The Lace Diamond Mine (LDM) is located near the town of Kroonstad, Free State, South Africa. The mine lies about 200km south-west of the capital city, Johannesburg.
The mine is operated by DiamondCorp, which also holds 74% of the ownership. The remaining 26% is held by Black Economic Empowerment (BEE) Partners, which include Sphere Investments and Shanduka Resources.
In September 2012, the Industrial Development Corporation (IDC) of South Africa agreed to contribute $33.6m towards the development of the mine. The IDC funding is used for the underground development of the 47-level block cave at the Lace Mine.
The development began in January 2013 with an estimated investment of $50m. The mine is expected to have a life of more than 25 years.
In November 2020, DiamondCorp suspended operations at the Lace Diamond Mine for two weeks due to flooding by heavy rainfall.
History of the South African diamond mine
Lace is a historic mine, with operations spanning back to 1896. Its mineralisation consists of a diamondiferous kimberlite pipe built to a depth of 240m. The first mining operations were started in 1901 and it was operated until 1931. It became obsolete with the Great Depression and the fall of diamond prices in 1930.
Open-pit methods to a depth of 100m were initially used to recover the mineral. The 240m level underground chamber was built subsequently. The mine was developed with a vertical shaft and development drives by 1930.
About 4.5 million tons (Mt) of kimberlite was processed during this period. The mine is reported to have produced about 750,000ct of diamonds at an average grade of 16 carats per hundred tons (cpht). It produced diamonds ranging from one carat to 122ct.
The mine remained closed even after being acquired by De Beers Consolidated Mines in 1940. With the changes in mining policies in South Africa, DiamondCorp acquired LDM in 2006.
The Lace pit and shaft were dewatered for development in 2008. A 220tph kimberlite dump re-treatment plant was supplied by Consulmet. A 1.2Mtpa diamond separation plant was opened at the mine site in 2007. It started sampling the kimberlite tailings and bulk samples from a declining level of 4.5m x 4.5m.
The current mine treatment plant has a capacity of 1.2Mt.
Geology and mineral resources at LDM
The Lace Diamond Mine has two types of kimberlite mineralisation. The upper volcanoclastic kimberlite (VK) level has an average grade of 24cpht while the deeper coherent kimberlite facies (CK) averages about 55cpht grade.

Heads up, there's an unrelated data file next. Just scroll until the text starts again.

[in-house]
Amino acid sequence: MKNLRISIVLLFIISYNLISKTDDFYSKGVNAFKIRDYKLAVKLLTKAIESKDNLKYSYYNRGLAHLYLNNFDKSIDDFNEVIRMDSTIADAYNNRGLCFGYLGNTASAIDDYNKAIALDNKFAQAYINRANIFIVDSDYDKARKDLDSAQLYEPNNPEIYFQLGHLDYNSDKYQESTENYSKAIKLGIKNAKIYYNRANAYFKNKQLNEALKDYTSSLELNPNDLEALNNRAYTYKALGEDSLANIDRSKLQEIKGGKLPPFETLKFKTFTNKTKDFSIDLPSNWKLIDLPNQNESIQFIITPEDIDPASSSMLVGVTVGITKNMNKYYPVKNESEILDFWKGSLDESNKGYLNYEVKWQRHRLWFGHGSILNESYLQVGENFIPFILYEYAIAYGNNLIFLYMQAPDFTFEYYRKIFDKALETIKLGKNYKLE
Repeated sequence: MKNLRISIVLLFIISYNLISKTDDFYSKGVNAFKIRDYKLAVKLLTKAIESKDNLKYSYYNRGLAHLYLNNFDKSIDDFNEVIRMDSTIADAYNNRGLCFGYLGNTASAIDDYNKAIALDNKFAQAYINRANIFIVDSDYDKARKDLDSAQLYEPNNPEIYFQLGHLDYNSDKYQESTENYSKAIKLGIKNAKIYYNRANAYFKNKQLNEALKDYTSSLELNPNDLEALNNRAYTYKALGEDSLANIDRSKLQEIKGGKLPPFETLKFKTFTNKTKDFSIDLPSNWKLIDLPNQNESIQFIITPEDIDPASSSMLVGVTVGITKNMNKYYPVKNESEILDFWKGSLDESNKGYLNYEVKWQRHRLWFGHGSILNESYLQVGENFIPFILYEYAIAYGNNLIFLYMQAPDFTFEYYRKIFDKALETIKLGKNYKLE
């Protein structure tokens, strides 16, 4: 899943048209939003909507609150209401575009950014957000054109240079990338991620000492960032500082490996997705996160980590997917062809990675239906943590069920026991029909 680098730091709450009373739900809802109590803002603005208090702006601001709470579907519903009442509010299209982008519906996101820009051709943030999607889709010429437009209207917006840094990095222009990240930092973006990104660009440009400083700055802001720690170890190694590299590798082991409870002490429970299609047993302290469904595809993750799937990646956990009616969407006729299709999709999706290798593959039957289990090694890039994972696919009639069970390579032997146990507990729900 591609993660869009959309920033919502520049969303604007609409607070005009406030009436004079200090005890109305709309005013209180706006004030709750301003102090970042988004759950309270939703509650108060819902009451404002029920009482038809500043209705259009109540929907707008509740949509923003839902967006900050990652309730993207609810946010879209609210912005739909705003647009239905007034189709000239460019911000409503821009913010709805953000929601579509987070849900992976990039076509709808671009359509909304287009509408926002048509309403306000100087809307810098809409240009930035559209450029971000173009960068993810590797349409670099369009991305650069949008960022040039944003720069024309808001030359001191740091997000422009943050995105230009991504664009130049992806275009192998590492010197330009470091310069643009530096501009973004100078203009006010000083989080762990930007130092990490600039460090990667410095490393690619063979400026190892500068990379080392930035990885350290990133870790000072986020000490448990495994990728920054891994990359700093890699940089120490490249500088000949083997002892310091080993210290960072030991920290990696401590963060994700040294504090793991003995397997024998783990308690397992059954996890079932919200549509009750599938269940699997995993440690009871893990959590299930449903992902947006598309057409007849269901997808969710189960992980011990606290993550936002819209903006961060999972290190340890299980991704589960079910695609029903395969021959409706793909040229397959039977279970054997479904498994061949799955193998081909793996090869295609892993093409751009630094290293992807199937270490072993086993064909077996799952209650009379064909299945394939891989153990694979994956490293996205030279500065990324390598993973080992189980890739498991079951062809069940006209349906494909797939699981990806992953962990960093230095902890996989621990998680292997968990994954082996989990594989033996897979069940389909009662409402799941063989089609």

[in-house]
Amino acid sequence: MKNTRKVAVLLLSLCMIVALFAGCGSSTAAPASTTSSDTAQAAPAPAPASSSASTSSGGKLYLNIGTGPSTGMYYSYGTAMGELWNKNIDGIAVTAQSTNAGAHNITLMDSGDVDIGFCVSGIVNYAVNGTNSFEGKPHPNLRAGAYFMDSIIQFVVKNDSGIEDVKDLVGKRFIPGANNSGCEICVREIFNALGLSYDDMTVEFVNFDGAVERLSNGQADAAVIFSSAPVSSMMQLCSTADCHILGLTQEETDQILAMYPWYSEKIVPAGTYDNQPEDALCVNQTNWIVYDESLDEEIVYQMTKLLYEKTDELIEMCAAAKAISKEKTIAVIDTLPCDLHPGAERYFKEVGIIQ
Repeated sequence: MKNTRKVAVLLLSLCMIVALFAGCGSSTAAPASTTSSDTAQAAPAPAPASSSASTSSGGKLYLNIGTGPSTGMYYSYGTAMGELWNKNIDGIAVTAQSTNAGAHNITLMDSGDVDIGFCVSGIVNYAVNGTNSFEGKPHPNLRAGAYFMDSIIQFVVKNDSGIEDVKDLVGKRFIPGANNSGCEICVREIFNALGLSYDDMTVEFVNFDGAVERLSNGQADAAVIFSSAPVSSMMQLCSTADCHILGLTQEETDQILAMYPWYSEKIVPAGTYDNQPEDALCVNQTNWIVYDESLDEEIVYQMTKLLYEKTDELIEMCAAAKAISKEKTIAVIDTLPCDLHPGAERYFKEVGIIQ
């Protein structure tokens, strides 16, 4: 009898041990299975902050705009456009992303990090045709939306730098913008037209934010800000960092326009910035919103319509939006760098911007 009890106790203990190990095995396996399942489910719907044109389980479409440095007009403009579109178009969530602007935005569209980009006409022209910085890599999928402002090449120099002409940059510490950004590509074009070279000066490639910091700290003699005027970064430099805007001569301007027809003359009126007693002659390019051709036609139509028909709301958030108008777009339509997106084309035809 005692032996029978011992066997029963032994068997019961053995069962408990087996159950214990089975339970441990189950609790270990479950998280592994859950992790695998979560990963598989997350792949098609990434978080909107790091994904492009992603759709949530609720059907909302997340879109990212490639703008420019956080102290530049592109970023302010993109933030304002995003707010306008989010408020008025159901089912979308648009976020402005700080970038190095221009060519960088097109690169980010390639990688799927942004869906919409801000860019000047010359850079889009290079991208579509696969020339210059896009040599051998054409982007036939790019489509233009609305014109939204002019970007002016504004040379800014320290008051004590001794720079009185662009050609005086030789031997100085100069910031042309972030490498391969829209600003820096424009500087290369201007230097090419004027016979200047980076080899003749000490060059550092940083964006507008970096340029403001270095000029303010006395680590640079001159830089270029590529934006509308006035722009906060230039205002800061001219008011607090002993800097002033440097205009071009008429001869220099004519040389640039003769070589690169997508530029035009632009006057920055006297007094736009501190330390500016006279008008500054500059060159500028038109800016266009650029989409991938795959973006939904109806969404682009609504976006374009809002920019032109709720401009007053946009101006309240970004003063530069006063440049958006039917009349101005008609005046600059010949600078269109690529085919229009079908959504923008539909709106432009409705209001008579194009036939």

The grades of CK increase with depth. Sampling tests of the kimberlite at 240m depth confirmed the mine’s feasibility for development in October 2011.
The mineral resources have been identified along the kimberlite pipe up to depths of 855m.
As of March 2016, the Upper K4 mine block of the project is estimated to hold total probable reserves of 2.21Mt, grading at 0.26cpt, for 586,870ct of diamonds. The total resource estimate of Lace Mine stands at 38.69Mt grading at 0.244cpt for 9.38Mct (million carats).
DiamondCorp also has prospecting rights of two adjoining properties, namely Moregroet and Silverbank.
Mining and processing by DiamondCorp
The mining rights of Lace were granted to DiamondCorp in February 2009. SRK Consulting completed an independent engineering report with estimated resources and development plans in March 2012.
The independent engineering report suggests the development of a block cave at a 470m depth. It will consist of a slot drive, doming and production levels.
A continuous trough block cave is an economical and safer option for mining. It will include a conveyor decline for materials and worker transport running in parallel. The rim tunnel at the production level will have load-haul-dumps (LHD) for loading the trucks.
The mine consists of a 350m level vertical shaft, workshops, offices and accommodation for employees. The mine has an adequate supply of water for processing and electricity supply from the Eskom grid.
Production and costs of the Lace Diamond Mine
DiamondCorp processed 308,047t of tailings to recover 18,534ct of diamonds at an average grade of 5.96cpht by December 2014.
Initial production began in January 2013 at a rate of 30,000ct. Future development of deeper block caves is expected to produce 500,000ct/y.